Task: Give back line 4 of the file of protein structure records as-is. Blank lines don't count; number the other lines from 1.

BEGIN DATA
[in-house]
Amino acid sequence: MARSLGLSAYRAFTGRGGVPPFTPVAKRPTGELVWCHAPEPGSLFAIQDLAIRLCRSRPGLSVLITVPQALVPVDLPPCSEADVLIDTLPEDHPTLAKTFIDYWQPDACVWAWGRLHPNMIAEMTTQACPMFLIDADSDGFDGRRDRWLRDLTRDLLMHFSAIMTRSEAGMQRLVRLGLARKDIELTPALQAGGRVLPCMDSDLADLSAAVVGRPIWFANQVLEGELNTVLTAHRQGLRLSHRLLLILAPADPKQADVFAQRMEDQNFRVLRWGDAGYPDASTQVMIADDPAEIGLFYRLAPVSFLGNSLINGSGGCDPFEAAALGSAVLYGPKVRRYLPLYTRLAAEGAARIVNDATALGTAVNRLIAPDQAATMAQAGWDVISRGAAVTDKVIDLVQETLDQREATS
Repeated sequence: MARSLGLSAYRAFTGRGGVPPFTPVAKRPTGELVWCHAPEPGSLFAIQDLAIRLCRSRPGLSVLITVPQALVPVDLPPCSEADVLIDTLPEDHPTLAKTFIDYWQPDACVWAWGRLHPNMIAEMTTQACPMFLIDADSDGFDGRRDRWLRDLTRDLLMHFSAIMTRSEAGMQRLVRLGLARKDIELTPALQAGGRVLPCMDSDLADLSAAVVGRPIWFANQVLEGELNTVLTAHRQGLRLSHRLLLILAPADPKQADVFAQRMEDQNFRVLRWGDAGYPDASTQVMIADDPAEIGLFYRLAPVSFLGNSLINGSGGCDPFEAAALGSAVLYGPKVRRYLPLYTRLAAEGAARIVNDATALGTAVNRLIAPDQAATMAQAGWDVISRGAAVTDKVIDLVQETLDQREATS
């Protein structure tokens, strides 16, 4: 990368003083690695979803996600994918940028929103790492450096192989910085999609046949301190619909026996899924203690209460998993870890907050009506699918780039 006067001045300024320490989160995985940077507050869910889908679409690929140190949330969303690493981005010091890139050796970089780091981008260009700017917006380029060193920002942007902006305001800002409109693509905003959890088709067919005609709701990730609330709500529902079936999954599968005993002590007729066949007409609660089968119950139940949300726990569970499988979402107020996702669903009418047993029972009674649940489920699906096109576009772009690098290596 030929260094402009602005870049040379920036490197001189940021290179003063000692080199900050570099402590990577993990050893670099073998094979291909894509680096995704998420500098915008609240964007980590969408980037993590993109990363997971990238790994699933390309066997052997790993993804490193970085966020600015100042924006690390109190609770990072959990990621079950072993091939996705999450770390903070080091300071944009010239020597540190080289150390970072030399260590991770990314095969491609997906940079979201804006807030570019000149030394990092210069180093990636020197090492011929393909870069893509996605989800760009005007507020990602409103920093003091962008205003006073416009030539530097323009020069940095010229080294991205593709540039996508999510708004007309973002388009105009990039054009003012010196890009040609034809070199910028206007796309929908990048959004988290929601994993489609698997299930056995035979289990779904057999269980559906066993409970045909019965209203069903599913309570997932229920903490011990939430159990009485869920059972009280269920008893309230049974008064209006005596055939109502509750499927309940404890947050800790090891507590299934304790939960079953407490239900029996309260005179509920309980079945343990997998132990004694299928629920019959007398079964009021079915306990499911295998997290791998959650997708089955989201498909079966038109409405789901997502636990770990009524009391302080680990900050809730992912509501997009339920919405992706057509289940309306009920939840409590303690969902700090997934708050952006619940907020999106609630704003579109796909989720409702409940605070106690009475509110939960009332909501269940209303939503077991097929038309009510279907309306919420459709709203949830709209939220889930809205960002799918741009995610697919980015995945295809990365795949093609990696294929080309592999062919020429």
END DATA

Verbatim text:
């Protein structure tokens, strides 16, 4: 990368003083690695979803996600994918940028929103790492450096192989910085999609046949301190619909026996899924203690209460998993870890907050009506699918780039 006067001045300024320490989160995985940077507050869910889908679409690929140190949330969303690493981005010091890139050796970089780091981008260009700017917006380029060193920002942007902006305001800002409109693509905003959890088709067919005609709701990730609330709500529902079936999954599968005993002590007729066949007409609660089968119950139940949300726990569970499988979402107020996702669903009418047993029972009674649940489920699906096109576009772009690098290596 030929260094402009602005870049040379920036490197001189940021290179003063000692080199900050570099402590990577993990050893670099073998094979291909894509680096995704998420500098915008609240964007980590969408980037993590993109990363997971990238790994699933390309066997052997790993993804490193970085966020600015100042924006690390109190609770990072959990990621079950072993091939996705999450770390903070080091300071944009010239020597540190080289150390970072030399260590991770990314095969491609997906940079979201804006807030570019000149030394990092210069180093990636020197090492011929393909870069893509996605989800760009005007507020990602409103920093003091962008205003006073416009030539530097323009020069940095010229080294991205593709540039996508999510708004007309973002388009105009990039054009003012010196890009040609034809070199910028206007796309929908990048959004988290929601994993489609698997299930056995035979289990779904057999269980559906066993409970045909019965209203069903599913309570997932229920903490011990939430159990009485869920059972009280269920008893309230049974008064209006005596055939109502509750499927309940404890947050800790090891507590299934304790939960079953407490239900029996309260005179509920309980079945343990997998132990004694299928629920019959007398079964009021079915306990499911295998997290791998959650997708089955989201498909079966038109409405789901997502636990770990009524009391302080680990900050809730992912509501997009339920919405992706057509289940309306009920939840409590303690969902700090997934708050952006619940907020999106609630704003579109796909989720409702409940605070106690009475509110939960009332909501269940209303939503077991097929038309009510279907309306919420459709709203949830709209939220889930809205960002799918741009995610697919980015995945295809990365795949093609990696294929080309592999062919020429």